The Gold Florins of Medieval Hungary: King Ulazslo (Vladislaus) of Jagiello (1440-1444)
Classic Hungarian Gold Coin Recreated on Modern Legal Tender in Extra Thick, Quadruple Weight Piéfort
The only gold coin Hungary will issue in 2020 reaches back seven centuries, to the florins (goldguldens) of King Ulászló, or Vladislaus, for its inspiration. The 50,000 forint legal tender gold coin is modeled after a coin minted for Ulászló now in the collection of the Hungarian National Museum. It corresponds to No. 597 in the Huszar catalog and No. 13 in Friedberg’s Gold Coins of the World.
Born in Krakow, Poland in 1424, at the age of 10, as Władysław (or Vladislaus) III Warneńczyk, he became king of Poland when his father Władysław II died. Thanks to the efforts of Zbigniew Oleśnicki, bishop of Krakow, who was the real power behind the throne, Ulászló was also crowned king of Hungary in 1440. His ascendancy was opposed by Queen Elizabeth, the daughter of King Sigismund and widow of King Albert, who died in 1439, and wanted the throne for her infant son. Ulászló was given the throne with the help of Pope Eugenius IV so he could lead a crusade against the Ottomans.
In 1443, he and János Hunyadi invaded the Balkans with 40,000 troops. They forced Sultan Murad II to make the Peace of Szeged on July 1, 1444. It forced the Ottomans to leave all lands taken from Hungary and to pay 100,000 gold florins. He broke the treaty in two days, resumed his war of religion and continued his invasion of the Balkans. On November 10, 1444, his Polish and Hungarian army was defeated by Murad in the Battle of Varna. Ulászló died in the confict.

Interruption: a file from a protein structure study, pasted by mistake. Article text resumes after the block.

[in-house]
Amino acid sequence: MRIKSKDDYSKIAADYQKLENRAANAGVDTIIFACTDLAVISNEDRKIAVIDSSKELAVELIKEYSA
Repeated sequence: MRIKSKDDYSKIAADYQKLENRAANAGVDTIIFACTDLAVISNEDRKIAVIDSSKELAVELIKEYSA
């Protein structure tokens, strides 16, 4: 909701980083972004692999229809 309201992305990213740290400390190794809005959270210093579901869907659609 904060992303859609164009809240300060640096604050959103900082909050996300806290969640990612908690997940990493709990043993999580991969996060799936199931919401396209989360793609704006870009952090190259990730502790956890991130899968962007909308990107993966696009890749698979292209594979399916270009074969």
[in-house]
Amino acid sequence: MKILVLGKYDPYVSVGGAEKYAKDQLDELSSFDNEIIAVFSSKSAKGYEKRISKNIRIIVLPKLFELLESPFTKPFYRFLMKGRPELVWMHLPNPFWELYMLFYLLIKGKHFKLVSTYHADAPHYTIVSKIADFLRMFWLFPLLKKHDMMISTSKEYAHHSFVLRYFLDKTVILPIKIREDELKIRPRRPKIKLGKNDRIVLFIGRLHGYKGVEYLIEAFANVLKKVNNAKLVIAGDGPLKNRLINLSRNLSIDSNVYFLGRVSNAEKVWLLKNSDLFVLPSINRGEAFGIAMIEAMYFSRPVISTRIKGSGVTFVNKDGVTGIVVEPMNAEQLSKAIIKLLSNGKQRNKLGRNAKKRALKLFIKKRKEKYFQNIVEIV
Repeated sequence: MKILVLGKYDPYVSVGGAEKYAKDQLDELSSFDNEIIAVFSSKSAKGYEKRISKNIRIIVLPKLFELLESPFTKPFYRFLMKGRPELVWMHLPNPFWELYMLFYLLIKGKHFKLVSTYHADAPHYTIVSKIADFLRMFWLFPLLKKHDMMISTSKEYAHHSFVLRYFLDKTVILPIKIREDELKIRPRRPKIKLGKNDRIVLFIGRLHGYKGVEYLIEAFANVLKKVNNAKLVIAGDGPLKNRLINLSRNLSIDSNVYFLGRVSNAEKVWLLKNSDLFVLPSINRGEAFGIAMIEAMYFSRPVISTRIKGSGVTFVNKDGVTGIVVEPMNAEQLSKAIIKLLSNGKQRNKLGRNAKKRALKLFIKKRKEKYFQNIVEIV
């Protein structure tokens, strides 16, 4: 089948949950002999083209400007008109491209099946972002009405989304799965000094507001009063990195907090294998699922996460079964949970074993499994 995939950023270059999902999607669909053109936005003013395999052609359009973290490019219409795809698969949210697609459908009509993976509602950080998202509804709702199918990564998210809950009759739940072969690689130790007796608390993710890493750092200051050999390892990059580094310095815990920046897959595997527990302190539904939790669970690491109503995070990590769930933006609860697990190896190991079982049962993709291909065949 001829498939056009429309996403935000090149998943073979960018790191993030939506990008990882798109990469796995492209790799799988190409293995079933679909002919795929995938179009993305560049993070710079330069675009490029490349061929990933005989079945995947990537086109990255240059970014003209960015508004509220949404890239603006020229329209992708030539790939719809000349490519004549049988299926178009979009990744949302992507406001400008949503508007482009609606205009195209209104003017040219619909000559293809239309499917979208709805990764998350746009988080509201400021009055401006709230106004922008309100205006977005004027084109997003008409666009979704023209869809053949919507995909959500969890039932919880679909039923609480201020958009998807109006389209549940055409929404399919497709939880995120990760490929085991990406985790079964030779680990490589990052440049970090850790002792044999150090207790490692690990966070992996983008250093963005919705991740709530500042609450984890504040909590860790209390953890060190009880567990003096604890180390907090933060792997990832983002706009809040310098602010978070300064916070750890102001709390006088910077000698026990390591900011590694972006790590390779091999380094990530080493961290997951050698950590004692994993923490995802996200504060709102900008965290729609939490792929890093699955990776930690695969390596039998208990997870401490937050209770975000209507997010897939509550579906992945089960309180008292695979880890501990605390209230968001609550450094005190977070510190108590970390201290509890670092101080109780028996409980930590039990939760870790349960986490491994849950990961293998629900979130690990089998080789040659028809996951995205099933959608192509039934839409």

The obverse of the coin duplicates the original with a four-part coat of arms with the four Arpad stripes and a double cross representing Hungary, and a crowned eagle and a knight on horseback from Poland. In the field next to the coin image, a medieval minter is shown hammering a die to produce a coin. The center of the reverse has an exact copy of the original coin with St. Ladislas standing holding a battle axe and orb. In a circle around the coin are “I.UlázslLó ِِِِAranyforintja” (Gold Florin of Ulászló I)
The Hungarian Mint is striking only 500 quadruple-weight (13.964 grams) piéfort coins that are also 20mm and .986 fine, but four times as thick and heavy as the regular striking with the inscription Ulászló Dei Gratia Rex Vngarie (Ulászló, king of Hungary by the grace of God) around the edge. While they last, this limited issue is available for $1,319.00.
This issue continues the series begun in 2012 with the gold florin of Charles I. Other issues were for Louis I (2013), Mary, Queen of Hungary (2014), Sigismund (2016), and Albert (2018).